Patient perceived needs and experiences of person-centered care in patients with inflammatory arthritis

Kim Van Slingerland*, Margot J.M. Walter, Heleen A. Van Der Stege, Anne Loes Van Staa, Philomine A. Van Pelt, Pascal H.P. De Jong

*Corresponding author for this work

Research output: Contribution to journalArticleAcademicpeer-review

2 Citations (Scopus)
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Background:Health care is shifting toward a person-centered care (PCC) approach. For implementation of PCC, there may be a special role for nurse practitioners (NPs).Purpose:The aim of this study was to explore the patient-perceived levels of and needs for of PCC in inflammatory arthritis patients who visited the NP at the outpatient clinic of an academic hospital in the Netherlands.Methods:A cross-sectional study was performed. Disease characteristics were inventoried from the patient records. Patients filled out the PCCoc/rheum instrument, an instrument to measure patient perceived PCC, and a questionnaire based on the 14 life areas of the Self-Management Web, extended with areas including pain, fatigue, and night's rest. Participants were asked which life areas caused problems, and whether these problems were discussed. Mean values were calculated for normally distributed data and medians for nonnormally distributed data.Results:Most of the patients had well-controlled disease (86.1%). The mean score of the PCCoc/rheum was 55.3 (SD 8.1). Patients experienced most problems in life areas fatigue (37.3%) and pain (35.3%), these were also the life areas that were most often addressed at consultation. The life areas that gave problems and that were least addressed during consultation were intimate relationships & sexuality (66.7%) and household chores (58.8%).Conclusions:Despite an overall high level of patient perceived PCC delivered by NPs, patient with low disease activity frequently reported problems in life areas not addressed at consultation.Implications for practice:Implementation of the Self-Management Web and changing the focus of NP consultations may help to improve accommodating individual patient needs.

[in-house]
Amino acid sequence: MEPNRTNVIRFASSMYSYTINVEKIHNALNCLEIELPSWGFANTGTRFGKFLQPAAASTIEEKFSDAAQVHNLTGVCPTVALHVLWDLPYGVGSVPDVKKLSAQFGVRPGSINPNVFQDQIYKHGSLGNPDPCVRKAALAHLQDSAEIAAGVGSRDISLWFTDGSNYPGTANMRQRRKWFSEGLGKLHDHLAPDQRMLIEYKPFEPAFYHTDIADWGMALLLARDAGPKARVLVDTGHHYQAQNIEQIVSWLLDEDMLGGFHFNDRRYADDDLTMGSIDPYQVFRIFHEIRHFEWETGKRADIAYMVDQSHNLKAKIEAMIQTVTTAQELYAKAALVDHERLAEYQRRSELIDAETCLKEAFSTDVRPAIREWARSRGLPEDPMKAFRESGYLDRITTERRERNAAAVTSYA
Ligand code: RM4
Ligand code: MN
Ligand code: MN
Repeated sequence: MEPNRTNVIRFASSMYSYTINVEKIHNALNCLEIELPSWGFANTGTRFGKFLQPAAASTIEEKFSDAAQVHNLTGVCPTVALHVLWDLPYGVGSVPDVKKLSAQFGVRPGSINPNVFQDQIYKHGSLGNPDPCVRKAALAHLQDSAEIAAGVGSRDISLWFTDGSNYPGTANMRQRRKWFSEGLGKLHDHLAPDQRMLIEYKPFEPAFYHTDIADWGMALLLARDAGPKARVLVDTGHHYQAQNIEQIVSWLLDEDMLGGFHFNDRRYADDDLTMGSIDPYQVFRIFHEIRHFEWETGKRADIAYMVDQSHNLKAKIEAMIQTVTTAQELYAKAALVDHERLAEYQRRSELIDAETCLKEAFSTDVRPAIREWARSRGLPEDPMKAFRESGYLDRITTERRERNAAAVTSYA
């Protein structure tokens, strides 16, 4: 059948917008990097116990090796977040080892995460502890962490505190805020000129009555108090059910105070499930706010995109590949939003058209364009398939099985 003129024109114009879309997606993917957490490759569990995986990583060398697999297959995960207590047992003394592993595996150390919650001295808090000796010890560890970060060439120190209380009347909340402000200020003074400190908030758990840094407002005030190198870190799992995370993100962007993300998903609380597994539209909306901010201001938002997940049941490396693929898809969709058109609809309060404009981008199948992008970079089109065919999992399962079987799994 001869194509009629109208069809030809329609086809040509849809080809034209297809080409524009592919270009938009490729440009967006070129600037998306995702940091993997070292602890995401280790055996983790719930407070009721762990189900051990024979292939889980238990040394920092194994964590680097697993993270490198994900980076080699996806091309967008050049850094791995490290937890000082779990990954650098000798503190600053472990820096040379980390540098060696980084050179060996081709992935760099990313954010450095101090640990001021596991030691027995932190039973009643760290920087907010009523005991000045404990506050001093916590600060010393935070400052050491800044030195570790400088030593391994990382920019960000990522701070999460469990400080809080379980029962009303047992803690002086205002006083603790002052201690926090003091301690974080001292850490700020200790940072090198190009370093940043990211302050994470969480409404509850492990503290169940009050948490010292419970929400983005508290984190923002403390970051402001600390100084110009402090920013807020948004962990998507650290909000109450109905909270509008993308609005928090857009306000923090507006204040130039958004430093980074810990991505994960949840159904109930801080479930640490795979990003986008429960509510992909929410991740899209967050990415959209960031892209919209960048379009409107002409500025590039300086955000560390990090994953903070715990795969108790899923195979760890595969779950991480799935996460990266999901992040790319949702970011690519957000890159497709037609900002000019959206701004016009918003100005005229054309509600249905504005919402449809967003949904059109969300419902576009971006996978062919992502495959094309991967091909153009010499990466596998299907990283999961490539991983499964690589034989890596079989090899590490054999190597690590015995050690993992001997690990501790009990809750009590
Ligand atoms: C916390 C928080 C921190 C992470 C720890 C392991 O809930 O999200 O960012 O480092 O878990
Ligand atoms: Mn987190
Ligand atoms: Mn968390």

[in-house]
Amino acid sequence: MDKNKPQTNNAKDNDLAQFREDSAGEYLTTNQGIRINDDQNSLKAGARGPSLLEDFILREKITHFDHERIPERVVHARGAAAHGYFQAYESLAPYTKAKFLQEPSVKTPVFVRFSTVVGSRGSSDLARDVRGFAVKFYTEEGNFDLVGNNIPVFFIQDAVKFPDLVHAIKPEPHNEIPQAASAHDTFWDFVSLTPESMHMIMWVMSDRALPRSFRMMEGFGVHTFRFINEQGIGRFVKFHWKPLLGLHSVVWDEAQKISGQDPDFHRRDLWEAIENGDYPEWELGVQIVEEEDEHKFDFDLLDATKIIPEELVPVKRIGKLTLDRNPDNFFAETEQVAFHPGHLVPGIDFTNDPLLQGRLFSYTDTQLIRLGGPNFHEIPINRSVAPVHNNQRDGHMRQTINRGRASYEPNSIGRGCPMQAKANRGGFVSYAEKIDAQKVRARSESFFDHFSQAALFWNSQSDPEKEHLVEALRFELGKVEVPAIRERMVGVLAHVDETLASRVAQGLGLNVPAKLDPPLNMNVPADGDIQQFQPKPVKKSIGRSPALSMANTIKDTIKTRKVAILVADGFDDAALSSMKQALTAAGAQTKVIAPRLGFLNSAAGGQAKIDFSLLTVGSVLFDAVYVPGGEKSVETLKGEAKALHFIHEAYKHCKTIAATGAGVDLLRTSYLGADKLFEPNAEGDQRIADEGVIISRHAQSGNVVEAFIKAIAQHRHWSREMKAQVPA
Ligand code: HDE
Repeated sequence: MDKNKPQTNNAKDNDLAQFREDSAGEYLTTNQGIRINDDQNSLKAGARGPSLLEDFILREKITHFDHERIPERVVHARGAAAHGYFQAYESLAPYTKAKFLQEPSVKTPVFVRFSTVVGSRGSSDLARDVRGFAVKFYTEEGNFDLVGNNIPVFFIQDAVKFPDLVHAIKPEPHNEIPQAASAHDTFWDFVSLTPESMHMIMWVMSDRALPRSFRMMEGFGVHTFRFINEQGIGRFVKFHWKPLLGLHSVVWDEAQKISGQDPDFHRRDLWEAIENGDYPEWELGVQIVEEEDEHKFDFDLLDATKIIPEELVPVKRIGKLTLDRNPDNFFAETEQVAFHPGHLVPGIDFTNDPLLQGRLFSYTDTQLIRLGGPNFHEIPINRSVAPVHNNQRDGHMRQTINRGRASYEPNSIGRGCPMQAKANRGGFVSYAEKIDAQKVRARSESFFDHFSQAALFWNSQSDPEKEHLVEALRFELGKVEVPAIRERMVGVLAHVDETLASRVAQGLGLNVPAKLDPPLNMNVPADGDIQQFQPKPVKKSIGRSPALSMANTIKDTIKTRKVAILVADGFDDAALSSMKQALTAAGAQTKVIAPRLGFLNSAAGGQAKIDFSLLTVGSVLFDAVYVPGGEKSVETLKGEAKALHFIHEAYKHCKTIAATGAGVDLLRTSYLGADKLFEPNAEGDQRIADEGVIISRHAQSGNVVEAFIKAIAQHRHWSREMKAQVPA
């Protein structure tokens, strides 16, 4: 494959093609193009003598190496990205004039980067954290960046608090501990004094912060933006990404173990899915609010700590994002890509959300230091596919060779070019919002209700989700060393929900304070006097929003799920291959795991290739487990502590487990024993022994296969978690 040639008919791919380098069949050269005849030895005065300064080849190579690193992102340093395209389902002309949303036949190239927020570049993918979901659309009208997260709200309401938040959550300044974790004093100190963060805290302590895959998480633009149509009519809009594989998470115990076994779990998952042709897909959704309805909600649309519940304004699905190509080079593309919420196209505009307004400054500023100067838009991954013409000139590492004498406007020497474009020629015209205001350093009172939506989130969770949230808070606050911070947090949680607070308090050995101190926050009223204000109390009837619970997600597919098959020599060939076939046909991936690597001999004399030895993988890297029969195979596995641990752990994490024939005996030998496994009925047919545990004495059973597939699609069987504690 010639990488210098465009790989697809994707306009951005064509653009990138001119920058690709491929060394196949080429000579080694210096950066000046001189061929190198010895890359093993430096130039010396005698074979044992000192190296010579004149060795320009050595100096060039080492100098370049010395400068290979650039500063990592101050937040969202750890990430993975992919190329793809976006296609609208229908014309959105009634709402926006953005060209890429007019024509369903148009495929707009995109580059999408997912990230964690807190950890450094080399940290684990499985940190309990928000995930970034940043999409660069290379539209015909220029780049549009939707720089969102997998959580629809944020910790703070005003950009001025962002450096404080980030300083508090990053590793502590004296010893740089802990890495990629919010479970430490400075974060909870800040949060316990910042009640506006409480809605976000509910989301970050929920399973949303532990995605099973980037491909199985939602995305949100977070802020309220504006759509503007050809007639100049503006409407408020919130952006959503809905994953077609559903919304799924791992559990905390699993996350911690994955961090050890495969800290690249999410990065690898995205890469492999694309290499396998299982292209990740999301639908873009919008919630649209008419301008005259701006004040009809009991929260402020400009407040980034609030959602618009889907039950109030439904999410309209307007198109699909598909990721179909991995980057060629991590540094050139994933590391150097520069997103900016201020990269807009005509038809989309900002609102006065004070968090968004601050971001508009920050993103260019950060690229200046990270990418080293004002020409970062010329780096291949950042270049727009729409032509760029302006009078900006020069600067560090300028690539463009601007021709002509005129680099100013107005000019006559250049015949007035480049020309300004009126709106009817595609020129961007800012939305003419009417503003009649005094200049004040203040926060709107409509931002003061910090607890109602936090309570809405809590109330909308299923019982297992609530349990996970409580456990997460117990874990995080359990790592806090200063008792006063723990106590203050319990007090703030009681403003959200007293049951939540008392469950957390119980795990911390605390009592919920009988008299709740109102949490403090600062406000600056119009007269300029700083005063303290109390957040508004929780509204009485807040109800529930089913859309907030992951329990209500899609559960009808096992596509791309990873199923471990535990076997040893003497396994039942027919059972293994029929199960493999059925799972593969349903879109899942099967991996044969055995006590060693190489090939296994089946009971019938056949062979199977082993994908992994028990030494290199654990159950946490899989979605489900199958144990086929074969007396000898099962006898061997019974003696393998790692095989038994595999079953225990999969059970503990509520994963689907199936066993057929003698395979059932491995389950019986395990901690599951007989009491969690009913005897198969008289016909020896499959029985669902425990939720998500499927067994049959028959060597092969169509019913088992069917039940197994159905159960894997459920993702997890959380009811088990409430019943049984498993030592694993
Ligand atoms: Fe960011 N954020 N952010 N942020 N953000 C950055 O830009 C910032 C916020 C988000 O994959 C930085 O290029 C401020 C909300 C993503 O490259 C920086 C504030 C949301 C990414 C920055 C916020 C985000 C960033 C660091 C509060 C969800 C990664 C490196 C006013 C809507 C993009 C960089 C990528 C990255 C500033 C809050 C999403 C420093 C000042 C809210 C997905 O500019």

Original languageEnglish
Pages (from-to)963-967
Number of pages5
JournalJournal of the American Association of Nurse Practitioners
Issue number8
Publication statusPublished - Aug 2022

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